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Live Reporting

Emmanuel Onyango and Evelyne Musambi

All times stated are UK

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  1. Nanny by day, punch needle embroider by night

    South Africa's Nomvula Mxobane was introduced to punch needling by her employer Andel Olivier.

    Together, they now run a thriving small business using social media as their market place.

    Their Julie Baby Punch business has attracted other women who are learning how to punch to earn living.

    "It's like we are teaching other people you must do things with your hands. There's no job but you can create a job by yourself," Joana Banda one of the women punching says.

    The business was born during South Africa's first Covid-19 hard lockdown.

    "I was just sitting doing nothing ... I tried and got there and I loved it, it was not so easy but when I start to do it I see oh this is easy I can do it and then I go for it," Ms Mxobane says.

    Other nannies in the neighbourhood have joined her and they have secured big orders from interior designers with help from their employers.

    Here is her full interview with the BBC's Focus on Africa:

    Video content

    Video caption: The women making a business and creating jobs out of punch needling in South Africa
  2. Mixed reactions to Kenyan actor chance meet with president

    Social media users in Kenya have been giving mixed reactions to a footage of actor Pascal Tokodi having a chance meeting with President Uhuru Kenyatta.

    In the footage shared on social media by the actor, he is seen slowing down his car and passing greetings to President Kenyatta - who was having a stroll near his official residence in the capital, Nairobi.

    It shows the president unaccompanied by his security detail.

    The actor then "seized the moment" and asked the president to watch a popular television show, Selina, that he co-stars. The president responded to the affirmative.

    View more on twitter

    Some social media commentators are critical of the actor, saying the chance encounter could have been better utilised.

    "You meet the PRESIDENT taking a walk and all you want him to do for you is to watch you on Selina Maisha Magic East? Kenyan youths have their priorities upside down and they want the PRESIDENT to appoint them into Government positions yet he knows they can't even pitch in 10secs," Abraham Mutai tweeted.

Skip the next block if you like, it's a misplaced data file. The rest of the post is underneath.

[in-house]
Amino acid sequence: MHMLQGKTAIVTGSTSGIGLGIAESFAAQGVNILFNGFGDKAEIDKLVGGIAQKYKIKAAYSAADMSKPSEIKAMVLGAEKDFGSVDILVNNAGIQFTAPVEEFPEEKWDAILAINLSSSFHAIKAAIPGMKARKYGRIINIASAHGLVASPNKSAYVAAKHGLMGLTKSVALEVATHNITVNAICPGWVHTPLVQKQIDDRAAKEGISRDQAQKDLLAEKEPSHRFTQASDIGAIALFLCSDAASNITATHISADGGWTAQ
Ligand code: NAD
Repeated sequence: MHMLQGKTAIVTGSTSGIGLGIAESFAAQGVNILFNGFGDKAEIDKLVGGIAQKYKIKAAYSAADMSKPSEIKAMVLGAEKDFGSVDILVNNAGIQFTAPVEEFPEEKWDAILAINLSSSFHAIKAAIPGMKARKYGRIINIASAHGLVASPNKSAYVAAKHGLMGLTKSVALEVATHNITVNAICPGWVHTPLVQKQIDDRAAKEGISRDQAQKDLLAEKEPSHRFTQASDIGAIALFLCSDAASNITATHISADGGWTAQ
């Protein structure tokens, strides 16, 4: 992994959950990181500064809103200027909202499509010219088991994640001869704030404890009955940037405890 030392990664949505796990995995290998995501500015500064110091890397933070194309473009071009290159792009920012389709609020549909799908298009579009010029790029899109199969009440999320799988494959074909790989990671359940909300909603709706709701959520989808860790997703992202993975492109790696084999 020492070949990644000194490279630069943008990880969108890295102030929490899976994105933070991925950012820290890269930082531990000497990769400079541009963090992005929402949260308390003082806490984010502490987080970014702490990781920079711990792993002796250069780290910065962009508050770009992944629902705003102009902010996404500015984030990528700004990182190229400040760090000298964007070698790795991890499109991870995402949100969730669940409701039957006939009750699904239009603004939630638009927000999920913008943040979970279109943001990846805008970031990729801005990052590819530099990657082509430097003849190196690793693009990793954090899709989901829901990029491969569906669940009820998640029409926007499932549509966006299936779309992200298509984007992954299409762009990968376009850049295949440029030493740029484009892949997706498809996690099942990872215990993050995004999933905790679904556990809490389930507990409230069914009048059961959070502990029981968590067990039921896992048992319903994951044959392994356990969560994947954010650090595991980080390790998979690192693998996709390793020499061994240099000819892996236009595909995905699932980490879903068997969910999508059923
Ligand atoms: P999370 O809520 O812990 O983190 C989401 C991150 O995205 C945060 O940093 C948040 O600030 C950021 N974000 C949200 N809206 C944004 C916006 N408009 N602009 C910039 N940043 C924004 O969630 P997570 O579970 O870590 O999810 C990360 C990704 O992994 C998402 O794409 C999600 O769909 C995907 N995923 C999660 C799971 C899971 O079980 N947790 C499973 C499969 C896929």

Others said they saw nothing wrong with the actor promoting his show.

    "Pascal tokodi is a lead actor on selina, the show pays his bills, he met the president for less than 10seconds....he asked the president to watch selina and support his hustle, absolutely nothing wrong with that," Chege Githinji wrote.

  3. Why are there so many power cuts in South Africa?

    Alan Kasujja

    BBC Africa Daily

    Power Lines in South Africa.

    Power cuts can be such a pain, right?

    But, for many South Africans, they have become a part of day-to-day life: something that you’d expect, rather than something you’d be surprised by.

    “It’s got such a negative impact, especially in businesses”, says Tsholofelo Moeketsane, who has just started a new food business in Soweto, Johannesburg.

    “I cook, I use a lot of electricity. So, this on-and-off thing is quite frustrating, to say the least.”

    And the problem’s got so bad, that even President Cyril Ramaphosa has had to take action.

    In his State of the Nation address earlier this month, he confirmed the problem would persist for at least five years.

    But he also announced that his government would be buying emergency power from the private sector.

    So, why exactly is electricity giving South Africans such a headache?

    That’s what I’ve been looking into for Thursday’s edition of Africa Daily.

    Subscribe to the show on BBC Sounds or wherever you get your podcasts.

  4. Kenya bars runners from Tanzania marathon over virus fears